Between 70% and 80% of teams are dysfunctional because they do not know how to communicate.

"You may know what you said but never what the other heard."
Jacques Lacan, French psychiatrist, and psychoanalyst

Assertive communication in the workspace (and in daily life) seeks the need to express ourselves as well as possible to reduce the chances of misunderstandings.

First things first: Let's try to define what Assertive Communication is

If we stop to think, all relational problems with people have, at their root, a communication problem. Someone who did not tell the truth about how they felt or thought they said something but did not express themselves correctly. Or maybe they did, but the other person understood something that had nothing to do with it. This tongue twister represents the chaos generated by miscommunication or a misinterpretation of something that was miscommunicated.

Example: "I didn't do it because I thought you would do it"... "I understood that you didn't want me to because you told me a certain thing"... "I never thought that this affected you because you always behaved in such a way," and thousands of other etceteras.

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Bringing this down to earth at the workspace, we realize that something as banal as not communicating things well generates a snowball of problems, frustrations, and unfulfilled expectations, and even burnout can occur if communication problems cause exhaustion and burnout at the work level.

Graphic design in purple and blue colors showing a computer with black text saying: "Many people believe that the other person is in their head and that they can read their thoughts, and this is not real"

Let’s turn our speech to some positiveness:

Assertiveness is the ability to express your thoughts, feelings, and perceptions, choose how to react and speak up for your rights when appropriate. It is the ability to communicate frankly and directly, saying exactly what we mean and defending our rights without hurting other people's feelings.

Communication is the key to an organization's success in creating a good work environment. A good work environment is partly due to the motivation of the employee in this work context and the quality of the experience they have in the scenarios of their daily life.

How can we make our workspaces more assertive?

Graphic design in purple and blue colors, with a person with many arms pointing to different tips for increasing assertiveness.

Here are some simple tips and tricks to improve our abilities in assertive communication:

  • Ask rather than assume:

Avoid assumptions and ask straight to the point. No one is in the other person's mind to understand 100% what you are trying to say, so the best way to clarify is to talk.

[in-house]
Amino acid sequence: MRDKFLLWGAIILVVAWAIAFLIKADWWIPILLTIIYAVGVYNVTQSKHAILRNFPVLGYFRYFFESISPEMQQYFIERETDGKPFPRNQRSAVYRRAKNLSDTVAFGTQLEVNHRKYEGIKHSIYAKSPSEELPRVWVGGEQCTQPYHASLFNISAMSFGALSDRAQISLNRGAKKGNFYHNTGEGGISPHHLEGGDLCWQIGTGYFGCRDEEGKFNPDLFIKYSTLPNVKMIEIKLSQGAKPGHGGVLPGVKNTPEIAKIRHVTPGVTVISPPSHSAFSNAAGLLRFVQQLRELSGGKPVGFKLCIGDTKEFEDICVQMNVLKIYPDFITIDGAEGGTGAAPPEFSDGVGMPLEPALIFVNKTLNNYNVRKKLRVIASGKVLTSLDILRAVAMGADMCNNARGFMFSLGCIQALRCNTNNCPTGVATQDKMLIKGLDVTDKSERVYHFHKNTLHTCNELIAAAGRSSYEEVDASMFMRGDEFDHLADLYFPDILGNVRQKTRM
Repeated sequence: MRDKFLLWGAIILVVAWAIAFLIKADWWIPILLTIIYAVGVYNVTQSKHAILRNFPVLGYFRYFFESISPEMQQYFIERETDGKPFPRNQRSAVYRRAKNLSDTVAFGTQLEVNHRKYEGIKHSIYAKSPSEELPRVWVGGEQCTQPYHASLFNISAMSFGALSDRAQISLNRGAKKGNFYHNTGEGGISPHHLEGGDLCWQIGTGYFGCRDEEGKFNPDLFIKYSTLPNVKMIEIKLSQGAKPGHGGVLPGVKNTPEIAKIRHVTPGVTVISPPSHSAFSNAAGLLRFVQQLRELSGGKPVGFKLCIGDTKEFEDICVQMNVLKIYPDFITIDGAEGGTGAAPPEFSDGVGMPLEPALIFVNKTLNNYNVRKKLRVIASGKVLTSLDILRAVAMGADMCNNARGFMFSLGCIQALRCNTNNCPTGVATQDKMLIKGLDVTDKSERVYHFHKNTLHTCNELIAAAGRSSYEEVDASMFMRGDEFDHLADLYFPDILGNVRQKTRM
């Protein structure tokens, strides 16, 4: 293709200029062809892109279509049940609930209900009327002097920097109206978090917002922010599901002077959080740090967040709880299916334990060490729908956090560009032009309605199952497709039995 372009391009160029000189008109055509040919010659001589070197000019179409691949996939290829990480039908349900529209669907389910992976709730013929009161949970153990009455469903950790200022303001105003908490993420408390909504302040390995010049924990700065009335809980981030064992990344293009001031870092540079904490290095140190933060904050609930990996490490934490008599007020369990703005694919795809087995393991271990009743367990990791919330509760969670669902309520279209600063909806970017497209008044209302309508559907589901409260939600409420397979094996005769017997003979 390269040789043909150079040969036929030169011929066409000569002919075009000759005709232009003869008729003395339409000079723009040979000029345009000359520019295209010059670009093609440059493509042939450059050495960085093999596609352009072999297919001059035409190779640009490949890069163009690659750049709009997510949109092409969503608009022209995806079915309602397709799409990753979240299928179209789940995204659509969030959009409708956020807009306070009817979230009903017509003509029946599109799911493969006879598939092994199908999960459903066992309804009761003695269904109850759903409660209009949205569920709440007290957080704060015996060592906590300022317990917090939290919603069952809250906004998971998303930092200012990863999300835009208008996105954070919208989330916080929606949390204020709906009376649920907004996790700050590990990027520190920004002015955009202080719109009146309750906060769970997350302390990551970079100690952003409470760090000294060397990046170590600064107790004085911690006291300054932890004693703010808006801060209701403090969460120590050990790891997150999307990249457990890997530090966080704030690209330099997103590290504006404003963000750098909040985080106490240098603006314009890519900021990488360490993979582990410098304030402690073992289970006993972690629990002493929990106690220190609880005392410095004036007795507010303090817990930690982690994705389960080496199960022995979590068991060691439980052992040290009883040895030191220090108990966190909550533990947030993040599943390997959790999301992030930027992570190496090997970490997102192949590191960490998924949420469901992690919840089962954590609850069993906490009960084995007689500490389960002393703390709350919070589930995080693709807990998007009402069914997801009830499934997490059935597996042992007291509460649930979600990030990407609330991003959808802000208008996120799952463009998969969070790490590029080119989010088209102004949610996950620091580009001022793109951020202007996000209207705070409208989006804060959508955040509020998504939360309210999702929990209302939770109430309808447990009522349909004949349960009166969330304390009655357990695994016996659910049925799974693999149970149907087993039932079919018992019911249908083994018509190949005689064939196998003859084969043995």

• Make eye contact:

We need the non-verbal expressions of our body to reinforce what we want to say. It is a way of showing respect to whoever is speaking or listening to us. Thanks to nonverbal communication, we generate confidence when talking.

  • Assume responsibilities from the self:

Someone empathetic does not seek to blame others, but on the contrary, accepts that they have made a mistake and, therefore, will take the consequences that will affect them. Speaking from the "Self or I": is expressing a point of view from a personal point of view. Imagine that you are talking to a co-worker and would like to receive feedback from them because you have doubts about whether you have managed to synthesize your argument clearly. Instead of asking, "Did you understand me?" it is more assertive to ask, "Did I make myself clear?".

  • Learn  to put limits:

Abuses occur when people do not know how to put a brake on others or situations around them. For empathic communication to exist, we need to establish from the beginning what our limitations are. In this way, other people will understand what our threshold is. What does this mean? People must know when to help others and when it is time to stop taking on responsibilities that are not their responsibility.

  • Clarify priorities and objectives:

When we are aware of our goals and preferences and know our limits, we will be able to understand when it is necessary to give in and when to defend our criteria and rights in certain circumstances.

  • Listen actively:

Active listening is a big part of communication. It generates respect, empathy and makes communication more enjoyable.